Sunday, 12 July 2015

Part 3. Bough & Leaf Bear Fruit A Plenty

So David and Greg returned some feedback to me concerning the initial concept painting for the Wassail cover.  Overall they were very happy with the idea, but wanted a few tweaks and changes made. Having lived with the image for a few days, I also had a few of my own.

David was very keen to see a little more (painterly) tension between the two figures and also to match them closer in height and age.  In terms of composition this was certainly a good decision.  So I made little Eve slightly older and little Adam slightly younger.  I turned them to face each other and also made it much more obvious that she was offering him the apple.  Would he be tempted?  We also decided to make the snake more obvious, peering down over little Eve's head - illustrating that he was having an influence over her actions.  Once these tweaks and changes had been discussed and agreed, the lads gave me the go ahead to start painting proper.

I decided to use a traditional piece of stretched water colour paper for this painting.  This is because the ground takes the paint in a certain manner.  It can give a natural luminosity, if handled carefully, which I thought would be appropriate for this painting. I sketched out the piece in pencil first.

For this piece I used Golden acrylic paints (fluid),  Winsor & Newton inks and FW acrylic inks.  I absolutely love using ink.  It gives a glow like nothing else.  It is horribly unforgiving, of course.  One mistake and you've had it.  Overall I chose a cool colour palette - the piece is set in winter after all.  But I knew that the rosy glow of the apples would warm the piece up.  So I then began painting.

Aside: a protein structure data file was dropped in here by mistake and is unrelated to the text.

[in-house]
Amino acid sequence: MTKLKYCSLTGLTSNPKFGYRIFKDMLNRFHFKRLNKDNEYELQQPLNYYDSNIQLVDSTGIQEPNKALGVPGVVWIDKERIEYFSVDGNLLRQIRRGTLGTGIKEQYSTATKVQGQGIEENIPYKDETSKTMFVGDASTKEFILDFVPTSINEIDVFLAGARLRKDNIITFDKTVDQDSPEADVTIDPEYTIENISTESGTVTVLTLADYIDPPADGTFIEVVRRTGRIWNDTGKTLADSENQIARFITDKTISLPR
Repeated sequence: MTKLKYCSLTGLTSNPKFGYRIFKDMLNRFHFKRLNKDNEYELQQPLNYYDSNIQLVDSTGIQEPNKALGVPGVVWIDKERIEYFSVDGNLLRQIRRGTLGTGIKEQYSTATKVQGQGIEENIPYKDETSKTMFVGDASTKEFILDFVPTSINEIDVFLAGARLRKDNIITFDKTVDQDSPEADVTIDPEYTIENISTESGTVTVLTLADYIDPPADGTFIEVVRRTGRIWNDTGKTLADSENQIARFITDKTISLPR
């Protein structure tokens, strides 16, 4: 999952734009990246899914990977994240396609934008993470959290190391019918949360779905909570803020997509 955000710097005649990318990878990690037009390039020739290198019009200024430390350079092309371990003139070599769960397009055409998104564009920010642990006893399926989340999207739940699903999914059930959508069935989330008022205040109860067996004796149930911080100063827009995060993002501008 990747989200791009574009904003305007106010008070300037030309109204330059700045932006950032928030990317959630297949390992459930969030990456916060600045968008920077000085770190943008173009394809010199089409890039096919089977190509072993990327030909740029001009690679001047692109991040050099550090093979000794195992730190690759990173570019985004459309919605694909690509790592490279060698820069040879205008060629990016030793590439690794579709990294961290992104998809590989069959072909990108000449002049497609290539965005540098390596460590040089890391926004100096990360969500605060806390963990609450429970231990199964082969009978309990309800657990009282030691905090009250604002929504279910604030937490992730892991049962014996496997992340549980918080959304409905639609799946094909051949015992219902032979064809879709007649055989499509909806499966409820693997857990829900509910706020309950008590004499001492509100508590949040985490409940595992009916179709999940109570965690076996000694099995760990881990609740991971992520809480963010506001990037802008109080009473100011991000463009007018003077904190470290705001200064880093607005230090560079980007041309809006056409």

This piece was such a joy to paint (as have all the BBT pieces been).  It allowed me to move away from my usual strong, graphic style and indulge the detailed part of myself.  Parts of it felt a little like completing a botanical/wildlife illustration, which was just lovely to work on.  I think the Magpie was my favourite little addition - and he also sparked an idea which was to come in very handy a little further down the line.

The final piece went off to Andy Poole at the end of January (if memory serves) and I was really delighted when the band members messaged me back to say that they all loved it.

At this point I felt really quite sad.  For me, the Wassail project was over.  It had been so lovely to work on, allowed me to explore and indulge a different part of my painting set. It had also been a great experience working with Greg, David and Andy - nicer fellas you could not wish to meet.  So with some sadness, I took a step back and closed the chapter on Wassail.  Until about 2 weeks later when Andy got back in touch and said "Um, you know your Green Man?  Well, we've all been chatting and we were thinking we'd like to explore him a little further.  How does that sound?"  It sounds great Andy!  So out came my paint brushes again!

1 comment:

  1. Great post and fascinating read.
    Beautiful work too!